Editorial voices from elsewhere
Excerpts from recent editorials in newspapers in the United States and abroad as compiled by the Associated Press:
Arming teachers to respond to deadly attacks is an unsettling concept.
Gov. Jay Nixon on July 14 vetoed legislation that would permit educators who specifically are trained for armed response to carry concealed weapons.
Supporters of the bill contend students’ lives could be saved by the more rapid response offered by trained, armed teachers. We have no quarrel with that theory. But theory does not necessarily translate effectively into the reality of an adrenalin-fueled, bloody gun battle.
Teachers are trained to educate. Even if teachers have background and experience handling firearms, can and should they be placed in situations where they must make life-and-death decisions?
Their job is teaching, and teaching must not and should not place them in a position where they must ask themselves if this is the moment when they will kill another human being.
Dying in the digital age means leaving two worlds instead of one.
One is the physical world, where your body resides. The other is the online world, where your virtual self exists. When you die, your loved ones become responsible for both – yet they have very few tools to take proper care of the online “you.”
This is a growing problem nationally and in Oregon. Last week, a leading group of lawyers recommended that states adopt several proposals to make it easier for surviving family members and executors of estates to gain access to digital assets when you die. This group, known as the Uniform Law Commission, says electronic documents should be treated much like paper documents in a file cabinet. In most cases, a surviving loved one or executor should get easy access without having to petition a judge or jump through months of hoops.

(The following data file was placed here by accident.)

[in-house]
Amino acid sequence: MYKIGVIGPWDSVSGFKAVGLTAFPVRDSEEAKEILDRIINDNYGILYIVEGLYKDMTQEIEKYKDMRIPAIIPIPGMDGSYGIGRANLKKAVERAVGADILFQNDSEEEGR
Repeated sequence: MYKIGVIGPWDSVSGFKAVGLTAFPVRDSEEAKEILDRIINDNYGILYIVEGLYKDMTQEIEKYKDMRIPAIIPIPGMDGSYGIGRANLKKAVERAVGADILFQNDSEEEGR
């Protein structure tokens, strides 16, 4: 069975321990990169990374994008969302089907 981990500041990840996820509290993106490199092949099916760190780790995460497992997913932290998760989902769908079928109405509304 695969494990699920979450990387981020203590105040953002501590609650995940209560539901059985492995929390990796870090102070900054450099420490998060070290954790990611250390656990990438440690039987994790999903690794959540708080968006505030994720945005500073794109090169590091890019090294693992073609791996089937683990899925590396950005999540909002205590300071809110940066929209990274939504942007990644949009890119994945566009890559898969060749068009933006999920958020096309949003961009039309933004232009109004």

Digital privacy is emerging as a hot topic for the 2015 legislative session, and dealing with the digital assets of a deceased person is likely to be part of the mix. Oregonians may find themselves debating surreal questions such as: How can we keep a virtual self out of legal purgatory? How should we define a good digital death?
This would have sounded like gibberish five years ago. Now, it’s a natural extension of living with our heads – and a good part of our souls – in the digital cloud.
Over the past several months, we have witnessed an almost major collapse in bilateral relations between Russia and the U.S., seemingly throwing to the wind more than 20 years of modest but quantifiable rapprochement.
The Nobel Committee, which will award the 2014 Nobel Peace Prize in October, should look closely at the contribution each candidate makes toward the easing of tensions between Russia and the West when choosing this year’s winner.
One candidate in particular has contributed more toward these ends than any other nominee: the International Space Station partnership.
This partnership represents the largest international collaborative project ever undertaken during peacetime. Space agencies have so far refused to allow political currents to interfere with the International Space Station program.
The crisis in Ukraine, however, has thrown the future of the program into question.
Ending Russian participation in the ISS could easily lead to a return to Cold War enmity ... It would also wreck one of the few examples of major international cooperation as governments burn bridge after bridge in the Ukrainian crisis.
The ISS shows that it is possible to overlook political differences and work together toward a truly global and uplifting goal: creating the framework for the human race to continue its push beyond Earth’s orbit.
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